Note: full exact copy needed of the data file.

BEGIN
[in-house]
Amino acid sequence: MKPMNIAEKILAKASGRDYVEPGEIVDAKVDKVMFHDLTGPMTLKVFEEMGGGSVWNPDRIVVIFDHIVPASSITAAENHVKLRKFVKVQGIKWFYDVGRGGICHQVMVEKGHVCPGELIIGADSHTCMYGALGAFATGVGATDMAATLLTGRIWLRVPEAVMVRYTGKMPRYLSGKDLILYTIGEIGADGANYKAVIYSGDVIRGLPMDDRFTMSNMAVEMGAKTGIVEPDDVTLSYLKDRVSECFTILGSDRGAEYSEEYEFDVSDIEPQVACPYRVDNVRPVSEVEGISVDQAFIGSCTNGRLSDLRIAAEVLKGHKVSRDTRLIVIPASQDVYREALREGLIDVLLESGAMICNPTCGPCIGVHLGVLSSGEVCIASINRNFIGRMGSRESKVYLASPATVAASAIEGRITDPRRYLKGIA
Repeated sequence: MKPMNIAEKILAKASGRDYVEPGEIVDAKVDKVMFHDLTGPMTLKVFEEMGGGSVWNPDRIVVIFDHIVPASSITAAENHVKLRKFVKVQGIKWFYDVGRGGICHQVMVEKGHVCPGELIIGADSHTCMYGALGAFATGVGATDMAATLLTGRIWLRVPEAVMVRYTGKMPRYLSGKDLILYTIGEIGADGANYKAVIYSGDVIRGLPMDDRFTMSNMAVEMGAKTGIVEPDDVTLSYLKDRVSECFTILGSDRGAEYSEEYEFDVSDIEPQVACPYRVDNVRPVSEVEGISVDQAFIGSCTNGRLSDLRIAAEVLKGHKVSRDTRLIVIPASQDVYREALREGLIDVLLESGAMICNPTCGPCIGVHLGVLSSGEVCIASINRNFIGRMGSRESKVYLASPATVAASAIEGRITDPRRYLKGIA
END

[in-house]
Amino acid sequence: MKPMNIAEKILAKASGRDYVEPGEIVDAKVDKVMFHDLTGPMTLKVFEEMGGGSVWNPDRIVVIFDHIVPASSITAAENHVKLRKFVKVQGIKWFYDVGRGGICHQVMVEKGHVCPGELIIGADSHTCMYGALGAFATGVGATDMAATLLTGRIWLRVPEAVMVRYTGKMPRYLSGKDLILYTIGEIGADGANYKAVIYSGDVIRGLPMDDRFTMSNMAVEMGAKTGIVEPDDVTLSYLKDRVSECFTILGSDRGAEYSEEYEFDVSDIEPQVACPYRVDNVRPVSEVEGISVDQAFIGSCTNGRLSDLRIAAEVLKGHKVSRDTRLIVIPASQDVYREALREGLIDVLLESGAMICNPTCGPCIGVHLGVLSSGEVCIASINRNFIGRMGSRESKVYLASPATVAASAIEGRITDPRRYLKGIA
Repeated sequence: MKPMNIAEKILAKASGRDYVEPGEIVDAKVDKVMFHDLTGPMTLKVFEEMGGGSVWNPDRIVVIFDHIVPASSITAAENHVKLRKFVKVQGIKWFYDVGRGGICHQVMVEKGHVCPGELIIGADSHTCMYGALGAFATGVGATDMAATLLTGRIWLRVPEAVMVRYTGKMPRYLSGKDLILYTIGEIGADGANYKAVIYSGDVIRGLPMDDRFTMSNMAVEMGAKTGIVEPDDVTLSYLKDRVSECFTILGSDRGAEYSEEYEFDVSDIEPQVACPYRVDNVRPVSEVEGISVDQAFIGSCTNGRLSDLRIAAEVLKGHKVSRDTRLIVIPASQDVYREALREGLIDVLLESGAMICNPTCGPCIGVHLGVLSSGEVCIASINRNFIGRMGSRESKVYLASPATVAASAIEGRITDPRRYLKGIA